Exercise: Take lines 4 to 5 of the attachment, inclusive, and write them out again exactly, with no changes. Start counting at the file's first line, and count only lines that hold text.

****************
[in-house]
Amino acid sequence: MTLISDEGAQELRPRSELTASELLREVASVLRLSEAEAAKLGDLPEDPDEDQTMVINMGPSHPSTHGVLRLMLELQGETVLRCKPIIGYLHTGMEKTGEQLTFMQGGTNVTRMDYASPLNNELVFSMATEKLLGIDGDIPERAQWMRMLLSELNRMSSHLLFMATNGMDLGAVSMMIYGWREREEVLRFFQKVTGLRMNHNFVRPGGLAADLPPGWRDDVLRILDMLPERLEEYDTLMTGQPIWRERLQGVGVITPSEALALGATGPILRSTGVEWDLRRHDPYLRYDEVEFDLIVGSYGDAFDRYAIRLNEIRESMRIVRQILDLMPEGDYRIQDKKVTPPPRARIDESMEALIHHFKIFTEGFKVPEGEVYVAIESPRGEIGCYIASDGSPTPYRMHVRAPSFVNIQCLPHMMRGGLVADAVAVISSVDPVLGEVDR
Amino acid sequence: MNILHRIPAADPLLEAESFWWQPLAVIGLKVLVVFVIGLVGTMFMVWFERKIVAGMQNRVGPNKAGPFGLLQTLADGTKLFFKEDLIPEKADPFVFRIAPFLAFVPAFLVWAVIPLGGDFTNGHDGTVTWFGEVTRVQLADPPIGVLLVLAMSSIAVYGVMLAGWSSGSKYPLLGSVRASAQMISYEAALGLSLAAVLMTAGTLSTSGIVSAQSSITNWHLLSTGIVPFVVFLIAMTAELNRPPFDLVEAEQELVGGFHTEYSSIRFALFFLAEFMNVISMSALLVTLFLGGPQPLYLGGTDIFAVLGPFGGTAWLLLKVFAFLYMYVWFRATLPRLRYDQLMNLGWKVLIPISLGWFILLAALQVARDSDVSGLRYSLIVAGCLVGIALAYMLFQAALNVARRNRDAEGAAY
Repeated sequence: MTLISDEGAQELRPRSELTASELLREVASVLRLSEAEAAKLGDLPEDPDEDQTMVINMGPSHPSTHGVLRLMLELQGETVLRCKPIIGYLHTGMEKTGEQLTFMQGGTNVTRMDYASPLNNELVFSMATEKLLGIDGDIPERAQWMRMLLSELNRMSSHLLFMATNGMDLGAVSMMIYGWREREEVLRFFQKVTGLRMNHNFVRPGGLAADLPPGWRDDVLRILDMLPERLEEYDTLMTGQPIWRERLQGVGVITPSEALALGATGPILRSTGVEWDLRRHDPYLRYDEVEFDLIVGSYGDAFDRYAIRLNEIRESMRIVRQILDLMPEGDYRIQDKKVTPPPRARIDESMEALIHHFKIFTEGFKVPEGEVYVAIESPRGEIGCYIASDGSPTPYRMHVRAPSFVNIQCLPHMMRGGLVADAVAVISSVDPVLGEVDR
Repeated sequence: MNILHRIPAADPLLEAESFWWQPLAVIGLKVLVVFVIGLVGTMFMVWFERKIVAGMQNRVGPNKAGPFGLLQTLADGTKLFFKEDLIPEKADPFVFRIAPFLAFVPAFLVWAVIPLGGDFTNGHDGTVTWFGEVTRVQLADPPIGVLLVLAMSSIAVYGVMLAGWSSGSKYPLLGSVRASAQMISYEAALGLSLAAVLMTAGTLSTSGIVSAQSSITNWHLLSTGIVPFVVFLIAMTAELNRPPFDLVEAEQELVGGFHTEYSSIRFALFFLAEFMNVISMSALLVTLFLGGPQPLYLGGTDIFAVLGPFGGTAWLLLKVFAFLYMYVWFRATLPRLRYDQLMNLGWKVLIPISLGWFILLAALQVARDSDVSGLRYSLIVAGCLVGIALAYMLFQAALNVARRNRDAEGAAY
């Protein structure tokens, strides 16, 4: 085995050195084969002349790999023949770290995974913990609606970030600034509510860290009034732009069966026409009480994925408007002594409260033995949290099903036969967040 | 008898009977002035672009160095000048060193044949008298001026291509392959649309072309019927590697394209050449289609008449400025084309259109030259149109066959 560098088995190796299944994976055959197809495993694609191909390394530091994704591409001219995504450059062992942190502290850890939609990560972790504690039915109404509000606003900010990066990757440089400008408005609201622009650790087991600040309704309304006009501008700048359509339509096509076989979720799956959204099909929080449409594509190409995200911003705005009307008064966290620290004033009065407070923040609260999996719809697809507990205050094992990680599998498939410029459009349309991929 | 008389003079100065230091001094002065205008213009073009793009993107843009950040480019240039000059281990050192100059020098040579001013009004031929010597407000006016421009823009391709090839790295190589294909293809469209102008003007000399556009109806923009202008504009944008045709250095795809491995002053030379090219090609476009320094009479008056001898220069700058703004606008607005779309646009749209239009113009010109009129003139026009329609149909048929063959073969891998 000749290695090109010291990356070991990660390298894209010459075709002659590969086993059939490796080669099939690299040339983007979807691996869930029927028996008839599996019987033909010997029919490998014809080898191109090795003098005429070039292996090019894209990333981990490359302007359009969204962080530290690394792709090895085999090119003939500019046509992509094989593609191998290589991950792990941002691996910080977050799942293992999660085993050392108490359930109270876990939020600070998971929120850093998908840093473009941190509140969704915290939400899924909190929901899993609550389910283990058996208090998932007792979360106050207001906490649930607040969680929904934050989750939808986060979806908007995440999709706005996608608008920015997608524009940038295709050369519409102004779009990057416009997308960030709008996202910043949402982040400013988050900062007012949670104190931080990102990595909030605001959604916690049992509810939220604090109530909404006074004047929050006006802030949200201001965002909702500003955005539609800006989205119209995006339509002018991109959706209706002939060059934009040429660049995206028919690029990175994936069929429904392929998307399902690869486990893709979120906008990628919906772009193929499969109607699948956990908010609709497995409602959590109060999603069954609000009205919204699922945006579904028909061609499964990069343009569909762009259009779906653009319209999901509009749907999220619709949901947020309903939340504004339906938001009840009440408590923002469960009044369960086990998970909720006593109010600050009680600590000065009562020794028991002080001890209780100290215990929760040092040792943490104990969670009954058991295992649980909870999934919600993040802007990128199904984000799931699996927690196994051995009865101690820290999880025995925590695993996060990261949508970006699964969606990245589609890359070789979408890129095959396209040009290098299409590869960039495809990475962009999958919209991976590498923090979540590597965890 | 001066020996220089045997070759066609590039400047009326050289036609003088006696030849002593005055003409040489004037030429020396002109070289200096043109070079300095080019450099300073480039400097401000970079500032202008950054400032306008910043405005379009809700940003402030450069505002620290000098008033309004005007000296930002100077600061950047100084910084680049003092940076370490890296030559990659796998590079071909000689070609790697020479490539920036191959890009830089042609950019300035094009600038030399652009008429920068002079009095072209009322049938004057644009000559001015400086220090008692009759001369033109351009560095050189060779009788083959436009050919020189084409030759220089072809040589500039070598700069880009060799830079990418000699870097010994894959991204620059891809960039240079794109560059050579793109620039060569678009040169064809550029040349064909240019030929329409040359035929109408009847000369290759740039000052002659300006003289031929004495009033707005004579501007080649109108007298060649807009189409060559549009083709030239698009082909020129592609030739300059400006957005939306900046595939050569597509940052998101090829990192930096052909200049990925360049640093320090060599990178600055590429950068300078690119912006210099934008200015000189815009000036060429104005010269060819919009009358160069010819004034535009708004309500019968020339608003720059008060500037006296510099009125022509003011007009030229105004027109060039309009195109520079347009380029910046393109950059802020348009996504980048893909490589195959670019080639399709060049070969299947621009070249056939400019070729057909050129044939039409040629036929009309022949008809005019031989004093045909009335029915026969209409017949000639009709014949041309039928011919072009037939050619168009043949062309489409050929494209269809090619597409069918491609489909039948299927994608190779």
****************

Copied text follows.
Repeated sequence: MTLISDEGAQELRPRSELTASELLREVASVLRLSEAEAAKLGDLPEDPDEDQTMVINMGPSHPSTHGVLRLMLELQGETVLRCKPIIGYLHTGMEKTGEQLTFMQGGTNVTRMDYASPLNNELVFSMATEKLLGIDGDIPERAQWMRMLLSELNRMSSHLLFMATNGMDLGAVSMMIYGWREREEVLRFFQKVTGLRMNHNFVRPGGLAADLPPGWRDDVLRILDMLPERLEEYDTLMTGQPIWRERLQGVGVITPSEALALGATGPILRSTGVEWDLRRHDPYLRYDEVEFDLIVGSYGDAFDRYAIRLNEIRESMRIVRQILDLMPEGDYRIQDKKVTPPPRARIDESMEALIHHFKIFTEGFKVPEGEVYVAIESPRGEIGCYIASDGSPTPYRMHVRAPSFVNIQCLPHMMRGGLVADAVAVISSVDPVLGEVDR
Repeated sequence: MNILHRIPAADPLLEAESFWWQPLAVIGLKVLVVFVIGLVGTMFMVWFERKIVAGMQNRVGPNKAGPFGLLQTLADGTKLFFKEDLIPEKADPFVFRIAPFLAFVPAFLVWAVIPLGGDFTNGHDGTVTWFGEVTRVQLADPPIGVLLVLAMSSIAVYGVMLAGWSSGSKYPLLGSVRASAQMISYEAALGLSLAAVLMTAGTLSTSGIVSAQSSITNWHLLSTGIVPFVVFLIAMTAELNRPPFDLVEAEQELVGGFHTEYSSIRFALFFLAEFMNVISMSALLVTLFLGGPQPLYLGGTDIFAVLGPFGGTAWLLLKVFAFLYMYVWFRATLPRLRYDQLMNLGWKVLIPISLGWFILLAALQVARDSDVSGLRYSLIVAGCLVGIALAYMLFQAALNVARRNRDAEGAAY